I use the first idiom (of two minds) during my deliberations–the considerations part.

For example, I have to make a decision about taking on a Saturday morning activity in the fall. I am of two minds about it. It would be interesting, it would provide a little money, and it is something else I can add to my resume. But the other part of me realizes that I have so much to do already, and that the money that would come from this activity probably doesn’t justify the amount of time it would take when you consider travel time. I can offer them another alternative that makes it more attractive to me, but I’m thinking that the time commitment takes away too much from what I am already doing.

I use the second idiom (double-edged sword) when looking at consequences.

My example of this pertains to my decision to come to Taiwan. While I was still of two minds about it, I then had to consider the pros and cons. But beforehand, I could only anticipate and speculate. I could collect information, talk to others, and try to predict my reaction, but I can’t really evaluate how it will be until I’ve actually had the experience. And it’s always interesting, because there are surprises on BOTH sides of the ledger.

I can now say, for example, that my time in Taiwan has been a double-edged sword. Let me speak for each edge of the sword.

EDGE 1: “It’s been such a great adventure to be here. I’ve learned so much. I’ve met people from here and from other countries. I’ve taught exchange students from Japan. I’ve accomplished things I wouldn’t have done if I had worked in the US during this time. I’ve seen a part of the world I wouldn’t have otherwise experienced.”

EDGE 2: “Being in a foreign country for five years has meant that I missed the birth of my grandson and many of the milestones of his first four years. I missed birthdays and other family events–weddings, baseball tournaments, funerals, milestones, graduations, holidays, and day-to-day interaction with my family and friends. Technology has helped keep us in touch, but there are moments when I still feel the great distance between us.”

If I could go back in time, I would make the same decision. I don’t regret it. Sure, there have been rough moments, but there is good and bad with everything. But with the friends I’ve made and the experiences I’ve had, I wouldn’t trade these last five years for the world.


This post is part of SoCS:

Feeling Trapped HERE: Stream of Consciousness Saturday (Part 1)

Linda’s Friday prompt for Saturday’s Stream of Consciousness post is “hear/here.” I think I’m going to do this in two parts, starting with “here.”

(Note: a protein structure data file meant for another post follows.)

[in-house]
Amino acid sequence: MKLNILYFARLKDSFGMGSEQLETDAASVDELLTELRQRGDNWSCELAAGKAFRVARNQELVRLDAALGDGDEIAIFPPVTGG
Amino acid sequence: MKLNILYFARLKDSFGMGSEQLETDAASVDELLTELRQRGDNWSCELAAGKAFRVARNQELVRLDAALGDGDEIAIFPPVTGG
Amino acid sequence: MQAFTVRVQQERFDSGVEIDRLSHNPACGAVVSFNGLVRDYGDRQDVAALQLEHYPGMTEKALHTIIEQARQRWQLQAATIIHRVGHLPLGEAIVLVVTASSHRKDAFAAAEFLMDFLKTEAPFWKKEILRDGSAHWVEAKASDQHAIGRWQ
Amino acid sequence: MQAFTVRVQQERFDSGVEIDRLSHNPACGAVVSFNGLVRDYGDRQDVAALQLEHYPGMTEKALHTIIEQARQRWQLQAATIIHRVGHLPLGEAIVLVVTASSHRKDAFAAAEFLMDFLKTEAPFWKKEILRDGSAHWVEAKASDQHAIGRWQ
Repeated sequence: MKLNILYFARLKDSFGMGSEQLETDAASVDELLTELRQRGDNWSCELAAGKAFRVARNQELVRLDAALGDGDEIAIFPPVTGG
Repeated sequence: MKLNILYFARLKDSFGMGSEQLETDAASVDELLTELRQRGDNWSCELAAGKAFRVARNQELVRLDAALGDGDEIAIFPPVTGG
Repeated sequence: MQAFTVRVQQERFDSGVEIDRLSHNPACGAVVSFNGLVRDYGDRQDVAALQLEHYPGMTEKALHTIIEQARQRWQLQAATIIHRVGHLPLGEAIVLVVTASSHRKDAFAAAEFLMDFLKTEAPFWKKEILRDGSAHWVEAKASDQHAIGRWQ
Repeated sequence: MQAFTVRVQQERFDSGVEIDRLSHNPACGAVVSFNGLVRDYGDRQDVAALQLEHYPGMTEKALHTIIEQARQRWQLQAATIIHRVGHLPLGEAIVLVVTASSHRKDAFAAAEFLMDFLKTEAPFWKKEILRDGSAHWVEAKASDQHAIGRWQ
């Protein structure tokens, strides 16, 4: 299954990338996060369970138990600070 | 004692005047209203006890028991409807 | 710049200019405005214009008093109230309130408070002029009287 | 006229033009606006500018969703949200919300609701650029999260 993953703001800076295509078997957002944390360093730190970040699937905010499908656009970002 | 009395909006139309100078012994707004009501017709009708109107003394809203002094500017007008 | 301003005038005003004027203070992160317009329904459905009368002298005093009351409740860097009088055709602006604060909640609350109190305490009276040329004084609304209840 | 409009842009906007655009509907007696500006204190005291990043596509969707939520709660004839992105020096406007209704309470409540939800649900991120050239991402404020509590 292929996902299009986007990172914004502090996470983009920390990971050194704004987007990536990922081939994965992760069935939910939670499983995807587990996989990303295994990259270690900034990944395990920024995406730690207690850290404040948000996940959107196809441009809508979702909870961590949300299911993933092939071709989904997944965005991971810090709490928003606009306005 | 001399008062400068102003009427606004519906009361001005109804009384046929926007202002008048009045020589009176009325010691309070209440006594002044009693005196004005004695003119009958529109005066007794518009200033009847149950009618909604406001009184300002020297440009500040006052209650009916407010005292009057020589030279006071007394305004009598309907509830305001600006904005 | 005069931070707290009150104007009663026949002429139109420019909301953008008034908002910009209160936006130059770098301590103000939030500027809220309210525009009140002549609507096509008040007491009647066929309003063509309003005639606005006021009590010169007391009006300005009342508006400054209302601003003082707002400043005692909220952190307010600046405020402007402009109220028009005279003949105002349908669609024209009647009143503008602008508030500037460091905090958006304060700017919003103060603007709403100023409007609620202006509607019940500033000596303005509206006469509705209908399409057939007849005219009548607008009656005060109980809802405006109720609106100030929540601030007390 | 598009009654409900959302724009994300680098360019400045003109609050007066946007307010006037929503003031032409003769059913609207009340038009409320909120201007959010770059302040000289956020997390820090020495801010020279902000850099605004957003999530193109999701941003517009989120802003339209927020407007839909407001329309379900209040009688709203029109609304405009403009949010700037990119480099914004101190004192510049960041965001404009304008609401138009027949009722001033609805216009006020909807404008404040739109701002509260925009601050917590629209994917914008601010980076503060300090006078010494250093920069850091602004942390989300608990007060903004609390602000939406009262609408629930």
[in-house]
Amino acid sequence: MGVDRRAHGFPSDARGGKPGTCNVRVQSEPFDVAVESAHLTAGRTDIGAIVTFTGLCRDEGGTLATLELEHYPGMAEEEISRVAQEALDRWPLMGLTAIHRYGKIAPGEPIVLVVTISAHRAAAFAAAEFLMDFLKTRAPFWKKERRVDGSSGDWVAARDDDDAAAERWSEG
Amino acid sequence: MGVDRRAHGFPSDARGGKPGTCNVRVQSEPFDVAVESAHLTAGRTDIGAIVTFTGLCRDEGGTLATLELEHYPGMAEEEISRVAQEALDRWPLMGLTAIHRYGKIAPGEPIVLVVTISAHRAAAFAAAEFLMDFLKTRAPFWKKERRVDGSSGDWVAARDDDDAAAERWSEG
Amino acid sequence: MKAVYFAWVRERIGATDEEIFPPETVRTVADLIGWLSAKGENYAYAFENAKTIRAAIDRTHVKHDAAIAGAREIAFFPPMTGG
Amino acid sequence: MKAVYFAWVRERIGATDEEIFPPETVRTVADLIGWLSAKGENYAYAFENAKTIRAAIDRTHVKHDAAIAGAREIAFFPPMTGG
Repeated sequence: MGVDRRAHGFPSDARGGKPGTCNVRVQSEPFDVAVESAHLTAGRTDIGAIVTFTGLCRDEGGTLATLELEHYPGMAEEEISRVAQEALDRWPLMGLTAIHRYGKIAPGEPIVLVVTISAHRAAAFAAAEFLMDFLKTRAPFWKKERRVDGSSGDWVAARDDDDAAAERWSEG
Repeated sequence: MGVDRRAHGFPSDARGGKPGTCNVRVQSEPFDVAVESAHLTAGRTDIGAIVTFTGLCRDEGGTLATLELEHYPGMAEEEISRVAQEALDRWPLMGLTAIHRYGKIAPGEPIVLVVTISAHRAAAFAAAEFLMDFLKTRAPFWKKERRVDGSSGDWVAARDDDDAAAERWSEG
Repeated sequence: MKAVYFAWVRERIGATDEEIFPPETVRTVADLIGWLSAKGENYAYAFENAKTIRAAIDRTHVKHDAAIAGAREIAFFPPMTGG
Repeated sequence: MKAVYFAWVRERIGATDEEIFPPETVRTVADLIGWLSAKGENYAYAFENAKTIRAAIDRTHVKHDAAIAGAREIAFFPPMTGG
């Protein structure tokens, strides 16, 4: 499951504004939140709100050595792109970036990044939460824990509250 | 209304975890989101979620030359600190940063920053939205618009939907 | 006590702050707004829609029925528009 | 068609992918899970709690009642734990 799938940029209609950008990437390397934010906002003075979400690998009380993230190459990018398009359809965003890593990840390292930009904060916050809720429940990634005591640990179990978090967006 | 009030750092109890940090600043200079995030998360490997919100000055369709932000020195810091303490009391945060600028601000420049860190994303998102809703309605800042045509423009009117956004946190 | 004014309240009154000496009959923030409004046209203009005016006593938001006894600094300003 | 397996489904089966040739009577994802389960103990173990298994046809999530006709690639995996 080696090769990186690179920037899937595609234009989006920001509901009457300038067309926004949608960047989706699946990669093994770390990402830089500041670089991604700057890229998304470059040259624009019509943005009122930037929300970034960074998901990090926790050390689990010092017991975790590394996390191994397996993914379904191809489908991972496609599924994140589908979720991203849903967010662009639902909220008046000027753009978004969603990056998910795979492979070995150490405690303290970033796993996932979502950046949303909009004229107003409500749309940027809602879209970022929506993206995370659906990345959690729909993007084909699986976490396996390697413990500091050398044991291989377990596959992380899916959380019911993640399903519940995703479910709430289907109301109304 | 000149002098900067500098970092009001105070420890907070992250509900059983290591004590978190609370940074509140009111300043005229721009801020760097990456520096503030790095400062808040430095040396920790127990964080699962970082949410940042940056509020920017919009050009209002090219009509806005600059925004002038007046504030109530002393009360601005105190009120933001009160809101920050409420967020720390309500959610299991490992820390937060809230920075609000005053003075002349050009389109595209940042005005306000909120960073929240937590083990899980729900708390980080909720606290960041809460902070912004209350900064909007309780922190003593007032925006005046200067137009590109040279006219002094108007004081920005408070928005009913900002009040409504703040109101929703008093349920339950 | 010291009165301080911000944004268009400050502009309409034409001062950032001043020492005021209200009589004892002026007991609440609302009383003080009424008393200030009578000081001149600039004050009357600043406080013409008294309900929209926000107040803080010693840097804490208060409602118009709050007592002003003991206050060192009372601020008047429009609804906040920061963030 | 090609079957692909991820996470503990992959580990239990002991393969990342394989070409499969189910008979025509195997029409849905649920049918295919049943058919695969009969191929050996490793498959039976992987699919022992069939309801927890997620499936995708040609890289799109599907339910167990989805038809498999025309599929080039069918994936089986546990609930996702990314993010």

10530768_10202456215468170_2235054169176470936_nI’ve been struggling for several weeks to feel like myself. The one good thing I know is that I have not been dwelling in the past. And I’m only mildly dabbling in the future — though that is part of my “long-range” planning for heading back to the US next summer. My point is that, for now, I try to be in the present. I try to be here.

The unfortunate thing is that at the moment, here is not an especially nice place to be. I can’t seem to get excited about what to do here. I know this is the best chunk of time I’m going to have for the next twelve months. Yet, I can’t seem to enjoy and explore the here and now.

Luckily, there are moments, when I get little glimpses of motivation and wonder here. And I daresay that those moments might be coming a little more often than they did during the last few weeks. This gives me hope because there are things I want to do in my present here, so that I can make a relatively smooth transition to the future.

I’m not looking for sympathy, or even suggestions. I feel like I’m finding my way out of this. It’s just been a frustration to feel like the moments float by me without my participation. I am not usually this passive — therefore, the discomfort is — haha — uncomfortable. I guess the main reason for following this train of thought in this post is that I’ve learned that these little Saturday exercises often move me to the next level if I let this unconscious part come to the surface. So here I am.

Another reason I can recognize that things are improving is that my productivity is slowly returning to a more normal level. Not quite as good as I’d like, but still — it’s significant. The goal setting I’ve been doing over the past few weeks was supplemented this week by a few “concentrated lists” for a particular day and time. That seemed to make a difference. In other words, I like contests, games, challenges. I need to remember and use that to my advantage, even when I think I don’t have the desire to play.